Nov 26, 2018 rated it liked it  ·  review of another edition
Shelves: 2018
"For my own part, I remain optimistic that objective historical knowledge is both desirable and attainable. So when Patrick Joyce tells us that social history is dead, and Elizabeth Deeds Ermarth declares that time is a fictional construct, and Roland Barthes announces that all the world's a text, and Hans Kellner wants historians to stop behaving as if we were researching into things that actually happened, and Diane Purkiss says that we should just tell stories without bothering whether or not ...more
May 16, 2015 rated it really liked it
WOW! So from a history point of view, this is my first historian book, and this was a compelling read! My history teacher bought this for me to help understand how to approach history as a subject. In this book the author Richard J. Evans, looks at the very different forms of approaching history, and to discuss post-modernism! This book does not analyse a specific event in history, it analyses Historians and the various different forms of approaching history in the profession of an Historian! Th ...more
Jul 05, 2020 rated it it was ok
The author comes across as self important, obnoxious and pretentious.
May 30, 2021 rated it it was amazing  ·  review of another edition
Maybe I'm a shameless fanboy, but I will read anything by Evans.

Any historiography will be a bit of a slow burn, but Evans critiques and appraises various historians, methods, philosophies, and theories with a balanced approach. Despite the changes and challenges to historical approaches, Evans does not despair of finding truth in history but rather defends the process (as noted in the title). One of his conclusions that “anyone who thinks that the truth about the past does not matter has not, p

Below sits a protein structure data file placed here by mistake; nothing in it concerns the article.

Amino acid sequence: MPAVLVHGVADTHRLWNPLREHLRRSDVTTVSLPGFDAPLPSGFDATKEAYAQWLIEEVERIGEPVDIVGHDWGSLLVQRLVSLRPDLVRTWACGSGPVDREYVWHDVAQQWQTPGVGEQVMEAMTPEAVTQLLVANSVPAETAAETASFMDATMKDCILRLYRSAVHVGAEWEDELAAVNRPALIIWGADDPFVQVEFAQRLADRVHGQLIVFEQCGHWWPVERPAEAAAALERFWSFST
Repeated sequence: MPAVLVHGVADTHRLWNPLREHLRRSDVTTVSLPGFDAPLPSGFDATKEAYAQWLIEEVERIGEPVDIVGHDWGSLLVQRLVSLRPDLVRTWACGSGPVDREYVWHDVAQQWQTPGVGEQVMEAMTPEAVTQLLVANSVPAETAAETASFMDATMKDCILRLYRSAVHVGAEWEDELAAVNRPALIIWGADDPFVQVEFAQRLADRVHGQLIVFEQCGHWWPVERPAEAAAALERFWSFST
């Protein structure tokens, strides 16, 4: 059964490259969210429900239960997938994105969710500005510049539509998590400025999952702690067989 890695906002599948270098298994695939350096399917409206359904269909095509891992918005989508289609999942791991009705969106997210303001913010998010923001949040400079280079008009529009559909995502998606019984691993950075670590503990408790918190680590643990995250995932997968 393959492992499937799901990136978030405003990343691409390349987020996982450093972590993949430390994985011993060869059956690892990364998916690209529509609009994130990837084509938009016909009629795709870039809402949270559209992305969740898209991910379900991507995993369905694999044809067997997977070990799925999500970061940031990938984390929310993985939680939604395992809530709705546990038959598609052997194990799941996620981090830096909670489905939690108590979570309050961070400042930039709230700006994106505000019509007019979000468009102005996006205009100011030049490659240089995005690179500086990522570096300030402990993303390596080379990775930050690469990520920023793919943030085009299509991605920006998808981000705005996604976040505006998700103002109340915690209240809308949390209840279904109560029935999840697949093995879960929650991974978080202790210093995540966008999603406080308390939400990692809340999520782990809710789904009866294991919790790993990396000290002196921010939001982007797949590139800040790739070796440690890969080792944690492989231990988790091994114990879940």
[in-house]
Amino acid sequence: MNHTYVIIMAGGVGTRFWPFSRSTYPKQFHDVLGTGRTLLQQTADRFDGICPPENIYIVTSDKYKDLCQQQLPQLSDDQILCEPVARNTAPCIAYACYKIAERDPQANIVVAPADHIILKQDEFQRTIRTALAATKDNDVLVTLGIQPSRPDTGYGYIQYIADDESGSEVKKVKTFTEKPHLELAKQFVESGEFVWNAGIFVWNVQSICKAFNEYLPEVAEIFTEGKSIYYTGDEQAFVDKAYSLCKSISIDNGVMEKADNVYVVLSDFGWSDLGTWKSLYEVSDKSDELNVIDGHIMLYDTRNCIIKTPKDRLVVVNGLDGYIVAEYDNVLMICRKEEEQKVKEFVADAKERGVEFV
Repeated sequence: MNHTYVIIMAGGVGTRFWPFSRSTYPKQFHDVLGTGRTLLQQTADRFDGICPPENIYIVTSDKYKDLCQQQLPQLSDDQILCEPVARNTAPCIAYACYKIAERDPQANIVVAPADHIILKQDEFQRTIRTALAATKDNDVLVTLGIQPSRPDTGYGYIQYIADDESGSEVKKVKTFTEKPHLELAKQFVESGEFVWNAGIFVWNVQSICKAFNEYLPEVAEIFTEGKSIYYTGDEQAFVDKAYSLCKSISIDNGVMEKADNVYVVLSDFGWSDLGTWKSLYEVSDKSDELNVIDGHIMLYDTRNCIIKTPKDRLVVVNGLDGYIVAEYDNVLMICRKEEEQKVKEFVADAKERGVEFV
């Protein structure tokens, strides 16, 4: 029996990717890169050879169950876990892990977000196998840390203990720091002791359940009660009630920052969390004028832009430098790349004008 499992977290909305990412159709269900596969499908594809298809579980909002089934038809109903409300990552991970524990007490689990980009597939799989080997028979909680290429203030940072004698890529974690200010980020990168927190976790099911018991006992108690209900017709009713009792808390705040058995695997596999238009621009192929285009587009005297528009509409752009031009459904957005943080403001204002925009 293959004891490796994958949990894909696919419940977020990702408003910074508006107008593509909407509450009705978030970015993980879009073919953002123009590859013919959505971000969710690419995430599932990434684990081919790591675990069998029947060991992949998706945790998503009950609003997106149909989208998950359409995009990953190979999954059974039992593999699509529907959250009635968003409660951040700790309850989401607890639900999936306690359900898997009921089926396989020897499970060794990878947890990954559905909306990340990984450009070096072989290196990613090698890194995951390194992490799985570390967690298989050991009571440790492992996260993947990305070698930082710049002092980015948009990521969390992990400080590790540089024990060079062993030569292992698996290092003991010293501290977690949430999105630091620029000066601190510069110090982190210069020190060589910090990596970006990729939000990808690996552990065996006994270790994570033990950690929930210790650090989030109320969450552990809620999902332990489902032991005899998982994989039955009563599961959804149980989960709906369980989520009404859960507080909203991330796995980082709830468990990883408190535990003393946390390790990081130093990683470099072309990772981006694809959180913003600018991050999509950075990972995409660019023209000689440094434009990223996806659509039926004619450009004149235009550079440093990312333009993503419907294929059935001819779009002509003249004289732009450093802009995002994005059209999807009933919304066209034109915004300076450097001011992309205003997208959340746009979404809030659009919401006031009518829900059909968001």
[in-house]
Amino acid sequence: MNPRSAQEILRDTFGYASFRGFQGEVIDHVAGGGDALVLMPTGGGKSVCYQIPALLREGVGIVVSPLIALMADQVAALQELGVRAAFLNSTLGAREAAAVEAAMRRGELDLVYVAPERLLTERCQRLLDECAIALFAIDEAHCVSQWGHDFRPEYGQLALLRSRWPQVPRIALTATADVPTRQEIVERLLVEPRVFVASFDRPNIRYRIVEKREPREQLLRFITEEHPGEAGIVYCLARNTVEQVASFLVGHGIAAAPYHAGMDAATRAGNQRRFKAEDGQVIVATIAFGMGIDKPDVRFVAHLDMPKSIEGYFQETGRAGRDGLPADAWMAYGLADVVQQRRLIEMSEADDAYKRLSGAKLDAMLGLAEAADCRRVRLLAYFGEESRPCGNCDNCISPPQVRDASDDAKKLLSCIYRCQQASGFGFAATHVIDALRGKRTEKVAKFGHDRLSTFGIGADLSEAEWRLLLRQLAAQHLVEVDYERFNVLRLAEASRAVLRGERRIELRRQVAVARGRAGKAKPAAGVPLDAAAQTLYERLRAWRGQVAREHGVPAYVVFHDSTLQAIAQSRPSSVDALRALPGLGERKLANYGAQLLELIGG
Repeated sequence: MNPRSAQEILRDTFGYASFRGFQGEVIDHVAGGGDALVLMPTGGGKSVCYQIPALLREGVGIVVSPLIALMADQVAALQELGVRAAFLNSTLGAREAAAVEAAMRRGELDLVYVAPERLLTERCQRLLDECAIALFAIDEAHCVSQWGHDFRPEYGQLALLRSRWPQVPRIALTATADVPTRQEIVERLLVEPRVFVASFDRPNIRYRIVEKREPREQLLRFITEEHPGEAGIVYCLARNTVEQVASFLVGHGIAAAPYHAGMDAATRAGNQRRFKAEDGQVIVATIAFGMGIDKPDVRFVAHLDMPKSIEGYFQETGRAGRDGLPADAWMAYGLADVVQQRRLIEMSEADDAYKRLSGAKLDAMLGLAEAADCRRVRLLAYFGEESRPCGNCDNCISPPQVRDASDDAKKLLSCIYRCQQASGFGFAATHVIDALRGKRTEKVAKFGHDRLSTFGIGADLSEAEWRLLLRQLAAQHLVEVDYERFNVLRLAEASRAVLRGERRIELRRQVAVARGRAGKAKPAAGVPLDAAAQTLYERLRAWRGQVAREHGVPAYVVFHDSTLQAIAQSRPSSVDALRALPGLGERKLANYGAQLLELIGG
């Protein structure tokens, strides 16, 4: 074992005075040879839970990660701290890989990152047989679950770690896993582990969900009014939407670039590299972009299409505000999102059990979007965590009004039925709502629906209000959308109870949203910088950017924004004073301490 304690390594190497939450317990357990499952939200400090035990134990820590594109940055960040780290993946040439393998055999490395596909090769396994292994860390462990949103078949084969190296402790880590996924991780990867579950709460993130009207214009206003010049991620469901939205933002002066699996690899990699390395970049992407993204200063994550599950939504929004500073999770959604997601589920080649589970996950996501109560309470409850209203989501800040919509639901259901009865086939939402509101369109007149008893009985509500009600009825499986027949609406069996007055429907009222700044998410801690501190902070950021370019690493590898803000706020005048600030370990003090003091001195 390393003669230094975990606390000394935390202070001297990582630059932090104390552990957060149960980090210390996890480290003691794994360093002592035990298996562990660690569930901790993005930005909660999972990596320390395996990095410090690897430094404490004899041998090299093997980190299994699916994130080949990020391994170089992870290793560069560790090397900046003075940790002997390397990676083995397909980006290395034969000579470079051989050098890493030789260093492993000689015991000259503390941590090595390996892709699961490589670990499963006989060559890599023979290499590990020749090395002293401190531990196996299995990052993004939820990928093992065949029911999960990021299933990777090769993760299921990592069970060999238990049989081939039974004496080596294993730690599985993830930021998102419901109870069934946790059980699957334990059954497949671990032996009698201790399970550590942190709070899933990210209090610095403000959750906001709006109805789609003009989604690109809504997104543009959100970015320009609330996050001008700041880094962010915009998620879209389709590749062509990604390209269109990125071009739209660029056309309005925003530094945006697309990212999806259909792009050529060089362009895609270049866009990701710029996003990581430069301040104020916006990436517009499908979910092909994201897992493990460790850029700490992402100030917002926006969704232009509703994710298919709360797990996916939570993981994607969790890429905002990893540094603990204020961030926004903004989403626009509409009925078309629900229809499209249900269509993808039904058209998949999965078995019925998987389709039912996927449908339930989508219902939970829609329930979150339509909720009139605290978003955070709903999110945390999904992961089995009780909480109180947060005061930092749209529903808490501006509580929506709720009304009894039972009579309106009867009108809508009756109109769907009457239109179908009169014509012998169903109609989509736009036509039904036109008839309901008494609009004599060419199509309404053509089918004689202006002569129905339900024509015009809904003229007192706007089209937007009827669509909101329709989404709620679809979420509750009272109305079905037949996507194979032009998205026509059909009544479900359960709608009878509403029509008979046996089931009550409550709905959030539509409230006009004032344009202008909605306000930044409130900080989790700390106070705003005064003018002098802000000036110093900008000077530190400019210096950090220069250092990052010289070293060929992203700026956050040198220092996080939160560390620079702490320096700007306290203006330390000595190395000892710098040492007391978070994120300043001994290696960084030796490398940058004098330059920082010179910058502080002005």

Robert Maisey
Jun 10, 2021 rated it it was amazing  ·  review of another edition
Enjoyable romp through different contemporary approaches to history writing, pitching itself as follow-up/reappraisal of E.H. Carr's What Is History? and Geoffrey Elton's The Practice of History, both standard introductions to the subject since the 1960s.

Evans' picks up with an analysis of Carr's progressive view of history writing and Elton's conservative view and introduces his reader to how the discipline has progressed since then. Although In Defence of History covers all sorts of approache
Adam Balshan
Jun 29, 2020 rated it liked it
Shelves: historiography
3.5 stars [Education]
(W: 3.13, U: 3.25, T: 3.4)
Exact rating: 3.26
#12 in genre, out of 23

An explanation of historiography (how historians practice their craft), and a defense of the subject against those who have declared it meaningless (basically, Derridans).

Evans is remarkably fair to all, explaining everyone's positions at great length and quotation, and even defending Marxist readings of history, "moderate" postmodernism, and the identitarian subspecializations. He views all historical persp
Jul 02, 2020 rated it liked it  ·  review of another edition
this was a really interesting introduction into historiography and will definitely be useful to talk about in my personal statement but omg it was so boring and took so long
Jun 25, 2012 rated it really liked it
Richard J. Evans’ Defense of History looks at some if not all of the big questions on the nature of history. Can there be said to be a real history, or merely interpretations? Can historical evidence be trusted? How much, and how so? How is the historical record integrated into a coherent and accurate account? Throughout he addresses the positions of historians and the schools of history that have attempted to answer these questions with finality.

As with most sane attempts to define what history
Benjamin Eskola
Mar 03, 2019 rated it it was ok  ·  review of another edition
Recommended to Benjamin by: Dr Stephen Pigney
This book is more-or-less two things: an account of how history is done in practice, more or less; and a critique of postmodernist theories of history. As far as the first goes, it doesn’t really seem to contain much that an average history graduate would be surprised by, although it might be helpful to those beginning or intending to begin a history degree (it was recommended me in my first year and I only just got around to reading it several years after graduation).

The second aspect is by far